January 29, 2005
Parents’ Smoking Can Kill Children Years Later
Secondhand smoke in home linked to adult lung cancer
HealthDayNews -- Here's one more study that shows smoking is bad not only for the health of people who light up but also for those around them -- specifically, for children who breathe in their parents' secondhand smoke.
The report appears in the Jan. 28 online issue of the British Medical Journal.
While a number of previous studies have shown the same sort of risk, this one is different because "it is one of the few prospective studies in which information about exposure has been collected before information about the outcome," said study author Dr. Paolo Vineis, a professor of environmental epidemiology at Imperial College London.
It also included a large number of people, more than 123,000 in 10 European countries, who provided information on exposure to secondhand smoke and were followed for an average of seven years.
During that time, 97 people in the study had newly diagnosed lung cancer, 20 had cancers of the upper respiratory tract and 14 died of chronic obstructive lung disease or emphysema.
The increased lung cancer risk was the most striking -- 3.6 times greater for those whose parents smoked. That might seem a large number but, Vineis said, "most of these people are nonsmokers, and you have to put together a lot of people to detect a relatively small number of lung cancers."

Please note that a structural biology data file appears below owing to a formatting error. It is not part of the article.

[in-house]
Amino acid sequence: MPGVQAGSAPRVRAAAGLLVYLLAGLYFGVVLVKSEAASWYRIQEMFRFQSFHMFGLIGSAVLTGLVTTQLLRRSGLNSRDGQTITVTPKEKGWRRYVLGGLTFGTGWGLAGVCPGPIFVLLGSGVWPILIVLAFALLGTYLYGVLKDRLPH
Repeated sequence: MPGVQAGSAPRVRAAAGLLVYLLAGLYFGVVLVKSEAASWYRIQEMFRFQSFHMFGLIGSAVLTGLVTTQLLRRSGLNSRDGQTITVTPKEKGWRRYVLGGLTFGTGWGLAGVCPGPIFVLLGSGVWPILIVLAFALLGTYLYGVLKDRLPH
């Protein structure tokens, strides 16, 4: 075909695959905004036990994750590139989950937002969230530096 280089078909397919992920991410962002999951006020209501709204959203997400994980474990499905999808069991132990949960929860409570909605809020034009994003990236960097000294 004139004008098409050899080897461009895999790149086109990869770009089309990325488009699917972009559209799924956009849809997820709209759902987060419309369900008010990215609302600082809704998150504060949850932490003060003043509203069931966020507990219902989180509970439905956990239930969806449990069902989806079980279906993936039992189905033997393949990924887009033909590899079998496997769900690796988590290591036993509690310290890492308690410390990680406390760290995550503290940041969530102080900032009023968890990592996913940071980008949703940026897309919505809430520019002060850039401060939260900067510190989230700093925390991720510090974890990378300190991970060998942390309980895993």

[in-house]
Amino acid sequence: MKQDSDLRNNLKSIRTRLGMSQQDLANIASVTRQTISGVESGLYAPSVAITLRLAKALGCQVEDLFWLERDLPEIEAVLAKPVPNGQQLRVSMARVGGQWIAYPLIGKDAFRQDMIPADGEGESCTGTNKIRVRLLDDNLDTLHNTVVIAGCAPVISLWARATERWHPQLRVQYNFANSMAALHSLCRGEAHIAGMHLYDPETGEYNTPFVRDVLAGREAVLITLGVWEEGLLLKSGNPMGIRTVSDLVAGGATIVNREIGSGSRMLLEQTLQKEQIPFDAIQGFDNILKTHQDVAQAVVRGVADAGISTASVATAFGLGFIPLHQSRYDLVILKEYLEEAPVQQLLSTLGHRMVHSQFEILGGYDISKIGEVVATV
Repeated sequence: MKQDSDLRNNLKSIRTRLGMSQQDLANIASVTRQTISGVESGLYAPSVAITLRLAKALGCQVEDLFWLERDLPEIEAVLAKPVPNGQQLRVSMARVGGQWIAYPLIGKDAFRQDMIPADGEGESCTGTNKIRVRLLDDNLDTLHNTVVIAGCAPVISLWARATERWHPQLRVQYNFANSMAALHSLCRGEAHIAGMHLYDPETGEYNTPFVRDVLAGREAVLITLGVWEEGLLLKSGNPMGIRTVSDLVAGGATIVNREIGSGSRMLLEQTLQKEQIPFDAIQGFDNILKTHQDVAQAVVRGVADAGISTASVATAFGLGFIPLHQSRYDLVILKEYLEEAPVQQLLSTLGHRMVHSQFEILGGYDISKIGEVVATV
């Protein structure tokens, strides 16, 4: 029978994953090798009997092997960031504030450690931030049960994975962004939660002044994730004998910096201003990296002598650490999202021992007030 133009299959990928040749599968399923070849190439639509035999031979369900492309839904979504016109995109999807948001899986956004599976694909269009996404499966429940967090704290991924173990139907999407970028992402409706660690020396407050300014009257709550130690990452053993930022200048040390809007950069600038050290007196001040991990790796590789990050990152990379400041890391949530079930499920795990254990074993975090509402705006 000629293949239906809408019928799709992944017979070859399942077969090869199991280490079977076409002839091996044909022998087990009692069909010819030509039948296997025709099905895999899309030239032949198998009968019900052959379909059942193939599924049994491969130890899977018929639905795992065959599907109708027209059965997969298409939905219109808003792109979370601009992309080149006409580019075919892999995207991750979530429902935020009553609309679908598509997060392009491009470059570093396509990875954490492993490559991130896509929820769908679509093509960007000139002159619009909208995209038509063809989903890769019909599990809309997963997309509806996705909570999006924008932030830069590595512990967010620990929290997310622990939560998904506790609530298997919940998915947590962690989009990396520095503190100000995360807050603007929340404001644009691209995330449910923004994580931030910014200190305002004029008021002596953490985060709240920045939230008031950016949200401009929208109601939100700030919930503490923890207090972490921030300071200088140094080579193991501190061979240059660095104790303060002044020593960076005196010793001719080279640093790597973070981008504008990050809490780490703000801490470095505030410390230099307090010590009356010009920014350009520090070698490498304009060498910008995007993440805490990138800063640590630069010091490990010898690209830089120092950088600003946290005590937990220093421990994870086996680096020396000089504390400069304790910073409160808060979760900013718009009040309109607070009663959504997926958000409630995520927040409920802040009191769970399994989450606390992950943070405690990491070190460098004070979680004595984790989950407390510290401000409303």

Overall, the risk of all lung diseases was 30 percent higher for those exposed to secondhand smoke in childhood, the study found. Predictably, the risk was "consistently higher in former smokers than in those who never smoked," the report said.
The finding adds to the damage that secondhand smoke is known to inflict on children. The U.S. Environmental Protection Agency estimates that secondhand smoke is responsible for 15,000 to 300,000 lower respiratory tract infections in children each year, causing 7,500 to 15,000 hospitalizations. The EPA also blames secondhand smoke for as many as 1 million asthma attacks in children annually.
And secondhand smoke can be more immediately fatal to children. It is blamed for an estimated 1,900 to 2,700 cases of sudden infant death syndrome in the United States each year.
"Most countries are introducing laws about secondhand smoke exposure," Vineis said. Most recently, Italy has banned smoking in all public places, including bars and restaurants. New York and other cities in the United States have similar bans.
Smoking at home cannot be banned. But "parents should avoid smoking at all times in the presence of their children," Vineis advised.
Dr. Norman Edelman, a consultant on scientific affairs for the American Lung Association, goes further. "If you must smoke, don't smoke in an indoor area that is shared by anyone else," he said.
One important finding of the new study is that the harmful effect of secondhand smoke is much greater in former smokers than nonsmokers, Edelman said.
"It gives credence to the idea that total exposure to smoke is a major determinant of damage," he said. "Basically, cigarette smoke is bad no matter how you take it in."
The dangers of secondhand smoke are described by the U.S. Environmental Protection Agency.